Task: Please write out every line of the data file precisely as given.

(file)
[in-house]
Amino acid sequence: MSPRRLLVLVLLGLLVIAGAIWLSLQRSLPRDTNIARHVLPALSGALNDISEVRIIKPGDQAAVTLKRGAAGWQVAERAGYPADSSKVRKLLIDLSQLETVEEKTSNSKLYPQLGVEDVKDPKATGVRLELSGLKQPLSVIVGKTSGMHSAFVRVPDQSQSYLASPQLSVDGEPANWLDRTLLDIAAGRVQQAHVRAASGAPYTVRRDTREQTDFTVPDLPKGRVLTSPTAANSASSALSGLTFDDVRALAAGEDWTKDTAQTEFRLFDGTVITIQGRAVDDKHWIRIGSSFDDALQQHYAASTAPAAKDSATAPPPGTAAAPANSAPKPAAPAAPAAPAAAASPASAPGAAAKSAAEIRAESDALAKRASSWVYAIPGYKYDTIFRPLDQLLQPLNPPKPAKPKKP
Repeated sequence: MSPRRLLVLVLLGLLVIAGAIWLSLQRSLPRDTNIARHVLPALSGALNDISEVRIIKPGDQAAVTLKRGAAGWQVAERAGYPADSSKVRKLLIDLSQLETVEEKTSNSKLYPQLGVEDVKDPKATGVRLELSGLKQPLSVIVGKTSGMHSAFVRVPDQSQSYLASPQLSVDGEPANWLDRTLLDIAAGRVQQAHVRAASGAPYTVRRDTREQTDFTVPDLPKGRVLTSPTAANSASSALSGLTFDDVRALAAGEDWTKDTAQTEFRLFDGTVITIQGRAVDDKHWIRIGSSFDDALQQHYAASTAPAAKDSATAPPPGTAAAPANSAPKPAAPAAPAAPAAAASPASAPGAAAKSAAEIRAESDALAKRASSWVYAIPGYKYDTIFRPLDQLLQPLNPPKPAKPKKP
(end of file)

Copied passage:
[in-house]
Amino acid sequence: MSPRRLLVLVLLGLLVIAGAIWLSLQRSLPRDTNIARHVLPALSGALNDISEVRIIKPGDQAAVTLKRGAAGWQVAERAGYPADSSKVRKLLIDLSQLETVEEKTSNSKLYPQLGVEDVKDPKATGVRLELSGLKQPLSVIVGKTSGMHSAFVRVPDQSQSYLASPQLSVDGEPANWLDRTLLDIAAGRVQQAHVRAASGAPYTVRRDTREQTDFTVPDLPKGRVLTSPTAANSASSALSGLTFDDVRALAAGEDWTKDTAQTEFRLFDGTVITIQGRAVDDKHWIRIGSSFDDALQQHYAASTAPAAKDSATAPPPGTAAAPANSAPKPAAPAAPAAPAAAASPASAPGAAAKSAAEIRAESDALAKRASSWVYAIPGYKYDTIFRPLDQLLQPLNPPKPAKPKKP
Repeated sequence: MSPRRLLVLVLLGLLVIAGAIWLSLQRSLPRDTNIARHVLPALSGALNDISEVRIIKPGDQAAVTLKRGAAGWQVAERAGYPADSSKVRKLLIDLSQLETVEEKTSNSKLYPQLGVEDVKDPKATGVRLELSGLKQPLSVIVGKTSGMHSAFVRVPDQSQSYLASPQLSVDGEPANWLDRTLLDIAAGRVQQAHVRAASGAPYTVRRDTREQTDFTVPDLPKGRVLTSPTAANSASSALSGLTFDDVRALAAGEDWTKDTAQTEFRLFDGTVITIQGRAVDDKHWIRIGSSFDDALQQHYAASTAPAAKDSATAPPPGTAAAPANSAPKPAAPAAPAAPAAAASPASAPGAAAKSAAEIRAESDALAKRASSWVYAIPGYKYDTIFRPLDQLLQPLNPPKPAKPKKP